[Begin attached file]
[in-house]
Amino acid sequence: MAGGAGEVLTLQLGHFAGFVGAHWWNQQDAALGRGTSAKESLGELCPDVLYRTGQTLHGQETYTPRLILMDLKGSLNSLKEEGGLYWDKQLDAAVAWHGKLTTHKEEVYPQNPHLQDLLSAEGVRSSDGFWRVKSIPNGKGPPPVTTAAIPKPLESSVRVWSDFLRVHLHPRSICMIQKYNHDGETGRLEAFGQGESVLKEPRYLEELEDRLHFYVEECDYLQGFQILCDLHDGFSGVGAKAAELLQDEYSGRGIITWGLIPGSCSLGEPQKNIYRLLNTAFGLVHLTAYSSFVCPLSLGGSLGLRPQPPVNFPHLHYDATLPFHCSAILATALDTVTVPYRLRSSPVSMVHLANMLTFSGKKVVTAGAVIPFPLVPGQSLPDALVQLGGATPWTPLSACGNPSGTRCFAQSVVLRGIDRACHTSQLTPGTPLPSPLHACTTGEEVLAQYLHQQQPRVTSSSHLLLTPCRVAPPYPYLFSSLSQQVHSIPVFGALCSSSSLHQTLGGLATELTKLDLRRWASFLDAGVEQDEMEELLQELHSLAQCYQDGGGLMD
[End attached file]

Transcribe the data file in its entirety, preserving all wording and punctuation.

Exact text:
[in-house]
Amino acid sequence: MAGGAGEVLTLQLGHFAGFVGAHWWNQQDAALGRGTSAKESLGELCPDVLYRTGQTLHGQETYTPRLILMDLKGSLNSLKEEGGLYWDKQLDAAVAWHGKLTTHKEEVYPQNPHLQDLLSAEGVRSSDGFWRVKSIPNGKGPPPVTTAAIPKPLESSVRVWSDFLRVHLHPRSICMIQKYNHDGETGRLEAFGQGESVLKEPRYLEELEDRLHFYVEECDYLQGFQILCDLHDGFSGVGAKAAELLQDEYSGRGIITWGLIPGSCSLGEPQKNIYRLLNTAFGLVHLTAYSSFVCPLSLGGSLGLRPQPPVNFPHLHYDATLPFHCSAILATALDTVTVPYRLRSSPVSMVHLANMLTFSGKKVVTAGAVIPFPLVPGQSLPDALVQLGGATPWTPLSACGNPSGTRCFAQSVVLRGIDRACHTSQLTPGTPLPSPLHACTTGEEVLAQYLHQQQPRVTSSSHLLLTPCRVAPPYPYLFSSLSQQVHSIPVFGALCSSSSLHQTLGGLATELTKLDLRRWASFLDAGVEQDEMEELLQELHSLAQCYQDGGGLMD